And yet there is a shape to this genealogy. It is a deliberate shape that Matthew introduces in verse 1 and underlines with summary sums in verse 17. This is the Abraham to David to Exile to Jesus genealogy. What is significant about Abraham, David and the Exile? Surely it is not the giving wife away (twice), stealing a wife and having her husband killed, and the humiliation by deportation… surely these are not the high points of the story? Actually, no, but as we will see in the next point, this background certainly adds a unique colour to it all.



What is significant about this shaping of the genealogy is that these are three points in history where God leaned forward and added detail to his great promise plan. God had promised to rescue humanity from sin back in Genesis 3:15. That promise was developed when God promised to make Abram’s name great and to bless all the families of the earth through his seed. Tick, tock, the clock was counting down.



King David was blown away by further development on that promise, that his throne would endure forever and his greater son would ascend to it in the future. Tick, tock, the clock continued to count down.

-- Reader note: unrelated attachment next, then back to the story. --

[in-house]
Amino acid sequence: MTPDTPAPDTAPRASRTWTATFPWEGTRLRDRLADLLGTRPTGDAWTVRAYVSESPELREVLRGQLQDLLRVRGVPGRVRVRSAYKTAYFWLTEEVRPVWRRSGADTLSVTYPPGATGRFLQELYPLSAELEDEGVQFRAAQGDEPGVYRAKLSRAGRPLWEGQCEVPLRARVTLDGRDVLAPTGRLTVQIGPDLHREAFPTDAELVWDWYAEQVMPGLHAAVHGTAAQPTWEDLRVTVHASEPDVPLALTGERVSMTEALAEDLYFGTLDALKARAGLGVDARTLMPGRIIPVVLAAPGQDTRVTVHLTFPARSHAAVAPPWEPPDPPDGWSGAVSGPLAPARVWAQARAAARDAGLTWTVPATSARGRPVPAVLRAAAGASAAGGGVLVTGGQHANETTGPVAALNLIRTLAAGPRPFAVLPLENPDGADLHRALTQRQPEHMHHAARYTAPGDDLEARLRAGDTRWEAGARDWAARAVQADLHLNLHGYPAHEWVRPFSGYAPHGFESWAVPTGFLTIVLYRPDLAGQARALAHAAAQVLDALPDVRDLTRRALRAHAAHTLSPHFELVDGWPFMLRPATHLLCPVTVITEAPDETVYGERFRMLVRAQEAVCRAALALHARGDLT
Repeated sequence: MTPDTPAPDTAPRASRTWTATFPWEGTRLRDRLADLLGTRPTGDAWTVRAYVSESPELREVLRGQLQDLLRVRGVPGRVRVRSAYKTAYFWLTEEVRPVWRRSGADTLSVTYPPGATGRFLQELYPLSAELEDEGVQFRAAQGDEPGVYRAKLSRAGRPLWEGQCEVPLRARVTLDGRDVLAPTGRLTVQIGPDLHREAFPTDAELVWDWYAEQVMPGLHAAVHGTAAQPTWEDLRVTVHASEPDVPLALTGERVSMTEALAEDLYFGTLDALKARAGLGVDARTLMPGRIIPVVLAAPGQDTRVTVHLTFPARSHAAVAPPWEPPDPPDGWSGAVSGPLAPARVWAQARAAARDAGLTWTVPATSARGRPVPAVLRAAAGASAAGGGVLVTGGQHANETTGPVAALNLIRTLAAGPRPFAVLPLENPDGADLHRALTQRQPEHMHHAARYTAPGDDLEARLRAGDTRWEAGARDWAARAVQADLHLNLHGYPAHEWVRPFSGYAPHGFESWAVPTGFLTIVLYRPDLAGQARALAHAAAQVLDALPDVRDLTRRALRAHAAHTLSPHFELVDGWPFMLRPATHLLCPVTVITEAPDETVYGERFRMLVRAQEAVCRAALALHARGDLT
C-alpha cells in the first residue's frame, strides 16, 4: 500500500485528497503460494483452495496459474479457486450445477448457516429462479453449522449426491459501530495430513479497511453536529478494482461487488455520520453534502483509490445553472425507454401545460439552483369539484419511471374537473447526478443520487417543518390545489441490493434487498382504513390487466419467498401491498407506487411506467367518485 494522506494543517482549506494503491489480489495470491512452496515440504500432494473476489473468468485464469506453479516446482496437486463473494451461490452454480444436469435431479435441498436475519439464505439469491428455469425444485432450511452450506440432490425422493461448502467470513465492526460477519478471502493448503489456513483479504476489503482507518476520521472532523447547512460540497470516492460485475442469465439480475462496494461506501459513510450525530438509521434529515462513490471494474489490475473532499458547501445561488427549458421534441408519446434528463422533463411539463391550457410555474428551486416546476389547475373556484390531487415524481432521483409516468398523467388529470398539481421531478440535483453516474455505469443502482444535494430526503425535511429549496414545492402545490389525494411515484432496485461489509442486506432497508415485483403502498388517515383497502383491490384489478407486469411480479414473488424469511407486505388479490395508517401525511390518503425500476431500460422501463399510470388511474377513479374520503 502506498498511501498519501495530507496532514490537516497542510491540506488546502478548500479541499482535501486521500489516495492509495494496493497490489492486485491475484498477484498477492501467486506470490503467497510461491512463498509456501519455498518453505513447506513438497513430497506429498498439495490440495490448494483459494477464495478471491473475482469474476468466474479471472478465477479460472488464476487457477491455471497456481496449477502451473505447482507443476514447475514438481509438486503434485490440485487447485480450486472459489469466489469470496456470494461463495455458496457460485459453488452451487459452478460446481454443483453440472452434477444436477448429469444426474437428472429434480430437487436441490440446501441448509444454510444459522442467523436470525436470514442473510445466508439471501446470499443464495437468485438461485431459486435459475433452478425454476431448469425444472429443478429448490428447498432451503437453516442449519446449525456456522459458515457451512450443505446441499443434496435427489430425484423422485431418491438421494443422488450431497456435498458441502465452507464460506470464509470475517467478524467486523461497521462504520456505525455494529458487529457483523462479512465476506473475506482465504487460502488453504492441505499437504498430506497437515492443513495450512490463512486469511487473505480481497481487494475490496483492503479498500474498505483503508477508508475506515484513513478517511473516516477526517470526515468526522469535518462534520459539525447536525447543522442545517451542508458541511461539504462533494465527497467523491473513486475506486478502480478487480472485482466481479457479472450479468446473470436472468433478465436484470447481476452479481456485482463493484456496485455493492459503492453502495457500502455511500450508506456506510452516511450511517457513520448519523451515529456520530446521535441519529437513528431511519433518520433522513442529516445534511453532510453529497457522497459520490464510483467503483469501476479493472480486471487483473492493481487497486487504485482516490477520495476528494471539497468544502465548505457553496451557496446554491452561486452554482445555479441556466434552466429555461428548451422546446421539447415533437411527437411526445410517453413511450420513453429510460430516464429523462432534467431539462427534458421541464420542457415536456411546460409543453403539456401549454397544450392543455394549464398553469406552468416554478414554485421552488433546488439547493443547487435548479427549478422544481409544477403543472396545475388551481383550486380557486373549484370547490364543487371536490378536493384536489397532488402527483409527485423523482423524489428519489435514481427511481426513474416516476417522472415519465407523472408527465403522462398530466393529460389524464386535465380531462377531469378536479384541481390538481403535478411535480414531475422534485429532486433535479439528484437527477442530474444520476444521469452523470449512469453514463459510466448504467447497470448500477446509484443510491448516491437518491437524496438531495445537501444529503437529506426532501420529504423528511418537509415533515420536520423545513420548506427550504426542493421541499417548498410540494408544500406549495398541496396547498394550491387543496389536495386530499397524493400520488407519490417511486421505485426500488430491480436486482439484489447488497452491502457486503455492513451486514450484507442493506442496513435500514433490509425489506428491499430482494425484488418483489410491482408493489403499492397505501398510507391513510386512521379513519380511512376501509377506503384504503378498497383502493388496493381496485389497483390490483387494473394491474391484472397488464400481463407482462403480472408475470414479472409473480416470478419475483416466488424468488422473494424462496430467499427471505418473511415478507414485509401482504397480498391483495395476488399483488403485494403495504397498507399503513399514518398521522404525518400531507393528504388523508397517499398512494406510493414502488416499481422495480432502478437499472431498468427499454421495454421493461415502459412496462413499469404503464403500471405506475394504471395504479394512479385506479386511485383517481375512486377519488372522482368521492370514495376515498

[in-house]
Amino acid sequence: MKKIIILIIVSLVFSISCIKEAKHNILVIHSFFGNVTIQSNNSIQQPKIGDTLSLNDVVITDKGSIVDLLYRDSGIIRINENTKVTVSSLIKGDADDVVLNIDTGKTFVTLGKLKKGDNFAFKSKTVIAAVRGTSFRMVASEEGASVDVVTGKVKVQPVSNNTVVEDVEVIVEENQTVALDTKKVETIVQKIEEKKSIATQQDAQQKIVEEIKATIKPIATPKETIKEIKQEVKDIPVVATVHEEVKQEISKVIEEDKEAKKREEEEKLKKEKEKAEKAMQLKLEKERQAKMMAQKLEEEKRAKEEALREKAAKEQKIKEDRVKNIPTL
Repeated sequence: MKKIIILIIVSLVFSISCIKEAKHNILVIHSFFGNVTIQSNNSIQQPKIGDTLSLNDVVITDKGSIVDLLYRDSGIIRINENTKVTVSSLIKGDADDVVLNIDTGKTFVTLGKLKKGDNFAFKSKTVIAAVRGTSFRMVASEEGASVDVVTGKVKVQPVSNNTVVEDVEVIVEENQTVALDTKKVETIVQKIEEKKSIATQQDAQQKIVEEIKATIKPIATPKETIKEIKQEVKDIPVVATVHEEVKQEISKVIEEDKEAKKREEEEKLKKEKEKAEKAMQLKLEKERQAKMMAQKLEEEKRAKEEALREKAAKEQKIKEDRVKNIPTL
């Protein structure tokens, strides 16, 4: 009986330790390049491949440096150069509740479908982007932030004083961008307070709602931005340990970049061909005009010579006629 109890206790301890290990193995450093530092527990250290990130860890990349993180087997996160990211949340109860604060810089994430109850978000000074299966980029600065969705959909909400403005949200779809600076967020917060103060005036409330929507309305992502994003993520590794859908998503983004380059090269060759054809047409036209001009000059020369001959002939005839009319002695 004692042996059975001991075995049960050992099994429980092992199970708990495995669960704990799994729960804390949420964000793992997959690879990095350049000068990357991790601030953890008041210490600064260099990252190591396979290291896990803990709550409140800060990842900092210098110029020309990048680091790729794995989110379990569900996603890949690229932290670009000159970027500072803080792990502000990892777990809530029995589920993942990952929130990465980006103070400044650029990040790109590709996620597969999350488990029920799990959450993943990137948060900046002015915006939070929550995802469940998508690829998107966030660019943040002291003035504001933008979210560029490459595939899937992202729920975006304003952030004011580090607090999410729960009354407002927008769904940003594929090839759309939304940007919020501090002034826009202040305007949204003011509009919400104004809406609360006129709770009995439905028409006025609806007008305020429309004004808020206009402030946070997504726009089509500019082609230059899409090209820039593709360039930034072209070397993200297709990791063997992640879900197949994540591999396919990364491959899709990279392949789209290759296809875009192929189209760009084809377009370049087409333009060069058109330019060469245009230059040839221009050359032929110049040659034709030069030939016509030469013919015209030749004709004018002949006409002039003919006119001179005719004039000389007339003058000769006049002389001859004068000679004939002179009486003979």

The prophets spoke in the context of national failure, in the context of Israel’s flaws being fully revealed by the Old Covenant that the day was coming when God would establish a New Covenant that would change everything. Tick, tock, the clock was counting down and this genealogy shows us where it ends.



Jesus.



The fulfillment of God’s great sin-conquering, life-giving, problem-solving, Satan-defeating, promise plan was Mary’s son, baby Jesus.



What an encouragement this is to us as we continue to minister two thousand years later. It is easy to see the mess of humanity. And it is easy to miss that God has a greater plan being worked out in his own timing.  We can trust him, we must trust him.  We have no other hope besides him.



 



3. The good news that we proclaim is not coloured by human success, it is coloured by God’s grace for sinners.



We could put on rose-tinted spectacles and see the good in this list. After all, Abraham was eventually a man of faith. David was a man after God’s own heart. Jacob was at least productive when it came to building a nation, and Boaz was an all-around good egg. There are others we could name in the list, people of noble character, including Ruth, not to forget Joseph and Mary, of course. Definitely some good people, or in many cases, some good moments.